Wednesday, 13 November 2019

Questions (41)

Aindrias Moynihan


41. Deputy Aindrias Moynihan asked the Minister for Finance the measures he is taking to tackle the cost of public liability insurance for businesses; the measures he will introduce to deal with false or exaggerated claims against businesses; and if he will make a statement on the matter. [46676/19]

View answer

Written answers (Question to Finance)

While neither I, nor the Central Bank of Ireland, can interfere in the provision or pricing of insurance products, the Government, through the work of the Cost of Insurance Working Group (CIWG) Reports, has identified the key problems that need to be addressed if we are to significantly reduce the cost of business insurance.

In this regard, the work of the Personal Injuries Commission (PIC) has been of critical importance. It found that the level of awards here for soft tissue injuries were 4.4 times higher than England and Wales. Such a discrepancy is in my view unjustified and needs to be addressed as a matter of urgency. It recommended that the Judiciary should be made responsible for recalibrating award levels.

With the passage of the Judicial Council Act, I am confident that the Judiciary will prioritise this recalibration exercise and that they will take account of the PIC’s findings. I would also note that the Law Reform Commission is currently undertaking a detailed analysis as to whether we could establish constitutionally sound legislation to cap or limit the amount of damages a court may award. It is due to report back next year.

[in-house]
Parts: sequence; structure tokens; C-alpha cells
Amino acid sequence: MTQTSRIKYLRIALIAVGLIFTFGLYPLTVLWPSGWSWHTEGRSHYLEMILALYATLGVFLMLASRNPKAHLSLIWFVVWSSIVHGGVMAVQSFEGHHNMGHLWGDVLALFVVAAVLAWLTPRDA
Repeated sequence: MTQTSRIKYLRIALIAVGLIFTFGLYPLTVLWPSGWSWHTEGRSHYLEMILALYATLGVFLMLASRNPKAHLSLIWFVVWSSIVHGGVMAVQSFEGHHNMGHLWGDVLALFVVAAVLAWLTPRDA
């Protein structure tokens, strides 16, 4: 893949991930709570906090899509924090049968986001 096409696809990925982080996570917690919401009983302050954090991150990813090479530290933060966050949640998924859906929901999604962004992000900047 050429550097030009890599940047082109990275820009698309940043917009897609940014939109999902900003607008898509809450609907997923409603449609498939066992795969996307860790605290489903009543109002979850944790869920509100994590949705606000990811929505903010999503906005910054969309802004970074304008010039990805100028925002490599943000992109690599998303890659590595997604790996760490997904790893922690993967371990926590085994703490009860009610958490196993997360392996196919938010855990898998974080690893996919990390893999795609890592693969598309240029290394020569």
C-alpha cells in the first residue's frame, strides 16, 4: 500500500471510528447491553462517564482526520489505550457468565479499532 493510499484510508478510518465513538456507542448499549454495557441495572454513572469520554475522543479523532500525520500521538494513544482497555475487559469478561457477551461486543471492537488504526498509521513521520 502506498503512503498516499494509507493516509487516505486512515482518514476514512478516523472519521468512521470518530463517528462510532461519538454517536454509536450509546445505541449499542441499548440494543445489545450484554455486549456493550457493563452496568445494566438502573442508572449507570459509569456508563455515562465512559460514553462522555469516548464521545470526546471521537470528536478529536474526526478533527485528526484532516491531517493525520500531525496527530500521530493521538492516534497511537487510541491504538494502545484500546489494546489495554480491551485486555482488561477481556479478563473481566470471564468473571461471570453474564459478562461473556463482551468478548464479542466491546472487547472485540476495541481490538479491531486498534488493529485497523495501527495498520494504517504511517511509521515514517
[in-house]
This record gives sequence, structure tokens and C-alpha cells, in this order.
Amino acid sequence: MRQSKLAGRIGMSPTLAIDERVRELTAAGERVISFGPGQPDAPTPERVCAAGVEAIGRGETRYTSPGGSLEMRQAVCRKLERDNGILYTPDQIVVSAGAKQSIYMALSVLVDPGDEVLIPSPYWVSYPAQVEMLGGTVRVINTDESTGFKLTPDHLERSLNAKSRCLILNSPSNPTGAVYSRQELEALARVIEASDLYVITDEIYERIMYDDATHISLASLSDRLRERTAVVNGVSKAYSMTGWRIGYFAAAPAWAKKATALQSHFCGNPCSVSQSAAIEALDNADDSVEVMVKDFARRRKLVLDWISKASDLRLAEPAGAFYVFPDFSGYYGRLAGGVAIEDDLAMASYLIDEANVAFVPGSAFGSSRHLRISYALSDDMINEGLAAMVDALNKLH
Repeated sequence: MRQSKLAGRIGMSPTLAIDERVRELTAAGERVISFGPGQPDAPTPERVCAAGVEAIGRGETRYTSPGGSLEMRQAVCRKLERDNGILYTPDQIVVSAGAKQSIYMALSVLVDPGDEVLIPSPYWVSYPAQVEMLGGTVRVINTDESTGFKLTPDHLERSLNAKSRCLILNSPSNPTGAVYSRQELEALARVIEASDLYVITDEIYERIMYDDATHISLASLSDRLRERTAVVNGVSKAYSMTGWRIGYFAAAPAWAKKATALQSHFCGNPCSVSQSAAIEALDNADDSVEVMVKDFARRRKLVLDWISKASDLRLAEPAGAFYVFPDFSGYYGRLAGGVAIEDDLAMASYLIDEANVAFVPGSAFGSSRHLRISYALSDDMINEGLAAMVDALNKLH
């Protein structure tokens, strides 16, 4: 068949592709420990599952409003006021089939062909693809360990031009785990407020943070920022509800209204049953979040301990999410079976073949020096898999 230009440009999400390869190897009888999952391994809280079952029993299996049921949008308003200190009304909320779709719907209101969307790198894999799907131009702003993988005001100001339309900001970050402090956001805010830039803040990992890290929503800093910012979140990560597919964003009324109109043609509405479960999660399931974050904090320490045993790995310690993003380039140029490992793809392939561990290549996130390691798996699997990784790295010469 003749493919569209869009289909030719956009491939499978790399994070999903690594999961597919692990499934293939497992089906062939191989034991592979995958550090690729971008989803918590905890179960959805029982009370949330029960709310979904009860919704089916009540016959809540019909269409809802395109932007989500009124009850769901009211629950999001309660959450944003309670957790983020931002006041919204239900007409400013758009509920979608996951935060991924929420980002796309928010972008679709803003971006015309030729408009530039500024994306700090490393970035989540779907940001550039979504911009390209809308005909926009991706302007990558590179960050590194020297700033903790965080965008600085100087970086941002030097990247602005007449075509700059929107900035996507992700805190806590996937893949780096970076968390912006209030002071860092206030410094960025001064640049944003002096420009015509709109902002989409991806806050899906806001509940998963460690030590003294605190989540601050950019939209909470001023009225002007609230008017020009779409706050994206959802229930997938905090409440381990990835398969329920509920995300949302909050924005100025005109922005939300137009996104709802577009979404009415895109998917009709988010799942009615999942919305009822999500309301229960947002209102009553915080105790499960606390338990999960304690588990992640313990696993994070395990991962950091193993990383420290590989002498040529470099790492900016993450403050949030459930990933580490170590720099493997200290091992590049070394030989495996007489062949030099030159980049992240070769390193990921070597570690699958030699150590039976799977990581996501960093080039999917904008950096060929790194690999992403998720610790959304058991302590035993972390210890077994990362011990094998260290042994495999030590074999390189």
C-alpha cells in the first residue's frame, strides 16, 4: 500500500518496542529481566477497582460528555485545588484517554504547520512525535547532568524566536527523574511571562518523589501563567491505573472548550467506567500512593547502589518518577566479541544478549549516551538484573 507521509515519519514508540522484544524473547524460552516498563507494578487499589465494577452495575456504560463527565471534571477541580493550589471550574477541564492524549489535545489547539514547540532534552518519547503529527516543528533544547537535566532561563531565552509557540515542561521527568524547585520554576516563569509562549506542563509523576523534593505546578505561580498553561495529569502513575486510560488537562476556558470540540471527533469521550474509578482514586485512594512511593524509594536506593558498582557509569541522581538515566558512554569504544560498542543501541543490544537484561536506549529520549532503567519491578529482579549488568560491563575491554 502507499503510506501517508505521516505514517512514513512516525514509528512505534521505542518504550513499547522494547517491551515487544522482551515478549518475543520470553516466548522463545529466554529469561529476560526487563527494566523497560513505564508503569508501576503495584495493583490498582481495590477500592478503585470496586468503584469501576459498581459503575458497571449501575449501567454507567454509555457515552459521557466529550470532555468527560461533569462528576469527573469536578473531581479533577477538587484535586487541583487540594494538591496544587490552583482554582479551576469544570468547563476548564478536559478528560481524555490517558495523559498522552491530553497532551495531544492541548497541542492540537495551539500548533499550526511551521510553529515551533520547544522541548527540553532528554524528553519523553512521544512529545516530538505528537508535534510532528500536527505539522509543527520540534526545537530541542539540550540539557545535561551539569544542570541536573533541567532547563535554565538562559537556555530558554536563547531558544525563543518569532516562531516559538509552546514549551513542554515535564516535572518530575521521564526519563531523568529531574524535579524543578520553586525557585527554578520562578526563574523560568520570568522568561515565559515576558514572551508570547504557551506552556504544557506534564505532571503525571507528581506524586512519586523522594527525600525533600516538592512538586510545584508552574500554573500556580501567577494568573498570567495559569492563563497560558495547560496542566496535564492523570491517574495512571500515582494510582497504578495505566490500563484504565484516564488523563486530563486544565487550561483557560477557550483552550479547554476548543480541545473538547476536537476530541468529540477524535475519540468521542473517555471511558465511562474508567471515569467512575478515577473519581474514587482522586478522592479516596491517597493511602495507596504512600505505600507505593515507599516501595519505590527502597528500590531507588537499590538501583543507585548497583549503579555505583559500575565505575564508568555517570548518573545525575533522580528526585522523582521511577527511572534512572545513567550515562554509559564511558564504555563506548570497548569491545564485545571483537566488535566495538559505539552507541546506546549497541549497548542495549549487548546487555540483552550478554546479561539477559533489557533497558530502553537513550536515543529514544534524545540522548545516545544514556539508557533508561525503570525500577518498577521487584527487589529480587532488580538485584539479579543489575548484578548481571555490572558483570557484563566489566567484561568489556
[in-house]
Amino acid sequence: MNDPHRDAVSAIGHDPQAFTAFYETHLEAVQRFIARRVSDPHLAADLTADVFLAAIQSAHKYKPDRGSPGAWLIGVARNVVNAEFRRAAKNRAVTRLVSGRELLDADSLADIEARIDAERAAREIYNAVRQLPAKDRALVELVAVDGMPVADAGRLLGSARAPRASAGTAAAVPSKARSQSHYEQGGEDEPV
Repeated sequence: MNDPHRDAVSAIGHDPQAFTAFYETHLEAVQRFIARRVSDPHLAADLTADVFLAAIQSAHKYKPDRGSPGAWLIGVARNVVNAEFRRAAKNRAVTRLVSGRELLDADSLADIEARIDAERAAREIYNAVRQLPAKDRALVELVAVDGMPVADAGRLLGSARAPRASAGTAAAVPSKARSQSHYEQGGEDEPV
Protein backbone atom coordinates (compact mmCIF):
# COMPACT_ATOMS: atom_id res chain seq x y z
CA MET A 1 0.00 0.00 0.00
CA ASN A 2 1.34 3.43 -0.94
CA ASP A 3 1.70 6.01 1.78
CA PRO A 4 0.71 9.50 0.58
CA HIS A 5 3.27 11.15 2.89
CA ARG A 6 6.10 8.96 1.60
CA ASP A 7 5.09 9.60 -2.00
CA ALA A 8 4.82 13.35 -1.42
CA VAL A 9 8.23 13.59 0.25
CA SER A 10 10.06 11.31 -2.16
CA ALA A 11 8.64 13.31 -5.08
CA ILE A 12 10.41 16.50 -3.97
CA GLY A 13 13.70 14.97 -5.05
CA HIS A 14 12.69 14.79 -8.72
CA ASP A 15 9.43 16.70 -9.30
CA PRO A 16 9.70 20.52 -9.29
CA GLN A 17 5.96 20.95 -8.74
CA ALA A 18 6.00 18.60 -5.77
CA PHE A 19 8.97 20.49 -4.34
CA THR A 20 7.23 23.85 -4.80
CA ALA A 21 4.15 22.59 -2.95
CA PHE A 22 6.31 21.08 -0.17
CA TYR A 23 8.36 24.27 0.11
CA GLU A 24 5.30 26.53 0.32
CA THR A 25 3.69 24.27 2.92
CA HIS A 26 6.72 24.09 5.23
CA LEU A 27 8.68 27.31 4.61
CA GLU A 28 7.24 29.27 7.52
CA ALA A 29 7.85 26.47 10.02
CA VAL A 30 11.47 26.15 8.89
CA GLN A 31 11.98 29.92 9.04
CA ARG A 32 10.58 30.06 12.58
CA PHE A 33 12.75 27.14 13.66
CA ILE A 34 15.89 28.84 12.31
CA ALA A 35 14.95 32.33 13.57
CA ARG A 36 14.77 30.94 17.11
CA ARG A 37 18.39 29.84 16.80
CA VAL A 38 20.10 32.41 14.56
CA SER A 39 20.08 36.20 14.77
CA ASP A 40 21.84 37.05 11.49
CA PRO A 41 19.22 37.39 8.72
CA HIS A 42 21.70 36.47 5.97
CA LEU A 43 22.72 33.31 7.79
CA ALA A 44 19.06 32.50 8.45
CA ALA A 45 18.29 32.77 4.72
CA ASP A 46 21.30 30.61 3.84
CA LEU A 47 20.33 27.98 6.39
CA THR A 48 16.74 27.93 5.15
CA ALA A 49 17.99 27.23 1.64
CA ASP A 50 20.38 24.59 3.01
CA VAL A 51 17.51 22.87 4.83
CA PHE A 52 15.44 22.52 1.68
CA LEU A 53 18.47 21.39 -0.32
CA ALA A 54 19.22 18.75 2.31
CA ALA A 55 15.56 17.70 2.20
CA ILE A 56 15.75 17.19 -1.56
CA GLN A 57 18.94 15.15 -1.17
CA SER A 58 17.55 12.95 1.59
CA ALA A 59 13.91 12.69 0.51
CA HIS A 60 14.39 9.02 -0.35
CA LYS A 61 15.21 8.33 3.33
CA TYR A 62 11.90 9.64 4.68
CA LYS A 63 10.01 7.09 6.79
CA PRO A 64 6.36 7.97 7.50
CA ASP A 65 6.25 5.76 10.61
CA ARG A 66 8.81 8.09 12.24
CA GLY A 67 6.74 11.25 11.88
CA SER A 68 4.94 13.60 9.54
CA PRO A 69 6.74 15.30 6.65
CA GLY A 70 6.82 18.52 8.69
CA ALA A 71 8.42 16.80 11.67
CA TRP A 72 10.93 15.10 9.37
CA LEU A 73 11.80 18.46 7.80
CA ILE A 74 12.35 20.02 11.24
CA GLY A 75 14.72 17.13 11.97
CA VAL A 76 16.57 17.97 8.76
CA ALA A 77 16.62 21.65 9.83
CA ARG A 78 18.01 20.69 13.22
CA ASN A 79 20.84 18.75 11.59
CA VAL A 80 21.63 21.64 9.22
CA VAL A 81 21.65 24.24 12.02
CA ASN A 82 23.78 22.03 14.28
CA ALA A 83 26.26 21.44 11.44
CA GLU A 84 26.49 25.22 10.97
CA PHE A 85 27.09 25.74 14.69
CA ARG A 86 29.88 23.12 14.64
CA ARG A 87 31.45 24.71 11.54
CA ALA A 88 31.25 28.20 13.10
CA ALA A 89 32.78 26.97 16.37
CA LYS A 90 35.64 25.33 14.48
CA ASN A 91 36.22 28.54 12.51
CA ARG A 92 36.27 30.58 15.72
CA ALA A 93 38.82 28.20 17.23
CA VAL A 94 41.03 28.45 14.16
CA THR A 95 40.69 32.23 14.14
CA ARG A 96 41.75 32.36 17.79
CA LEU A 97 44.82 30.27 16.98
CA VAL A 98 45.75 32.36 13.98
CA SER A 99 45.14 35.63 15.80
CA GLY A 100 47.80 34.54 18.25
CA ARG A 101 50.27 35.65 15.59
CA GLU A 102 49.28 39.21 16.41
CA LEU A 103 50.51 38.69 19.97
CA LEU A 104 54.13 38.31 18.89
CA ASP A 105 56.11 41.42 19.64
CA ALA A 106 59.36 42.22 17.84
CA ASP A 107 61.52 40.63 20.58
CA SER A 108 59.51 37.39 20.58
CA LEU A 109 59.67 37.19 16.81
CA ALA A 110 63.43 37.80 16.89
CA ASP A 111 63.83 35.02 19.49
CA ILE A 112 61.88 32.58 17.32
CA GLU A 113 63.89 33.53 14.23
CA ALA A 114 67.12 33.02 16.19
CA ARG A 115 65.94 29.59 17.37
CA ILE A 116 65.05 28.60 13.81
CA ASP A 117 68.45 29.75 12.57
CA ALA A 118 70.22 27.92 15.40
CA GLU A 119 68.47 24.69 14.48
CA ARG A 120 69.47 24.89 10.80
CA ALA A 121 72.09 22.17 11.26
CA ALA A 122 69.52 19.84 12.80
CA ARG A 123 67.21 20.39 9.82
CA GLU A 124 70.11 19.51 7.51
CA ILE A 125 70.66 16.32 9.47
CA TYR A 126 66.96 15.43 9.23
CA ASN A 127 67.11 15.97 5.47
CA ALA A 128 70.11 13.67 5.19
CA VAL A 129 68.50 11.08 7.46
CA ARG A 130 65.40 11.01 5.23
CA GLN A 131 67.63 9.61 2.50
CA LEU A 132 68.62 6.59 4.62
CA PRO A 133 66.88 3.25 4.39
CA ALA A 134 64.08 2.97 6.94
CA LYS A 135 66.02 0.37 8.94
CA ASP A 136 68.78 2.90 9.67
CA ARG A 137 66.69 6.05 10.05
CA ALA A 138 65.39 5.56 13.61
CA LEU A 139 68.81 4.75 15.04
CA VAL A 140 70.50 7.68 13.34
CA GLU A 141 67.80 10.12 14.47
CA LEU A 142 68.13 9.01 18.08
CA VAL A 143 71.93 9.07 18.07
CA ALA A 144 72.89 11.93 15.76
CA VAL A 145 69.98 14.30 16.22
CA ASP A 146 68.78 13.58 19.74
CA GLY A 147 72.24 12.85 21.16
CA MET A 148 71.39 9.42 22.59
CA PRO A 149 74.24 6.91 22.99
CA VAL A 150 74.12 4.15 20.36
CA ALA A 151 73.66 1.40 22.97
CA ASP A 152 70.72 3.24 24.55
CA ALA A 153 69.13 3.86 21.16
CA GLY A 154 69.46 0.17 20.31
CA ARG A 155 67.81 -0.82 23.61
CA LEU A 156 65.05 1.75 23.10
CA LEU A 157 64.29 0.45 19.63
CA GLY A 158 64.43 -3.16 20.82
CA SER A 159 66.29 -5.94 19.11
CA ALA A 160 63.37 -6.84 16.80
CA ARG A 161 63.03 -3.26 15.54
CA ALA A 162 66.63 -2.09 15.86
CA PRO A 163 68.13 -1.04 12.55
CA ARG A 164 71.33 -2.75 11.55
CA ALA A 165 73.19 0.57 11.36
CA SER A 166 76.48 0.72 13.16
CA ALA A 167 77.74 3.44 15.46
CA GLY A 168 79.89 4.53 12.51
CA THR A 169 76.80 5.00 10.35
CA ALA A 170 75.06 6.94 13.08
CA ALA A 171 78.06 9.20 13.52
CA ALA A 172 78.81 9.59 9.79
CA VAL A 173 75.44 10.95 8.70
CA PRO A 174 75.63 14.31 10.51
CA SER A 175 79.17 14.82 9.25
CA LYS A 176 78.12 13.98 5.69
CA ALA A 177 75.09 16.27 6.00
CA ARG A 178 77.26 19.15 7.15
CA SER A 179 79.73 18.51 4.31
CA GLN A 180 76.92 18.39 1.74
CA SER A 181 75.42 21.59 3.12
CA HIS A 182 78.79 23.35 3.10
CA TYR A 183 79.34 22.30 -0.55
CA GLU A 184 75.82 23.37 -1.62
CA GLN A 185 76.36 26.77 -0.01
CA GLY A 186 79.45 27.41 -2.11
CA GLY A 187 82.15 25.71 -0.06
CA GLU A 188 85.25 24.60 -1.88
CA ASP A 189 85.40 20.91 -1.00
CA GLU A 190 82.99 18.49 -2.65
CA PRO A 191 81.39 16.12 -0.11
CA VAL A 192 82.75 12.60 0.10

In respect of measures to address false or exaggerated claims, the Personal Injuries Assessment Board (Amendment) Act 2019, strengthens the powers of PIAB around compliance with its procedures, and amendments to Sections 8 and 14 of the Civil Liability and Courts Act 2004, make it easier for businesses and insurers to challenge cases where fraud or exaggeration is suspected. There have also been various reforms of how fraud is reported to and dealt with by An Garda Síochána, including increased co-ordination with the insurance industry. In addition, the recent decision by the Garda Commissioner to develop a divisional focus on insurance fraud which will be guided by the Garda National Economic Crime Bureau, which will also train Gardaí all over the country on investigating insurance fraud is an important step forward.

In conclusion, I would like to assure the Deputy that important reforms are taking place and that I am confident that if the level of awards are reduced then the insurance cost and coverage issues that are being experienced by businesses should recede.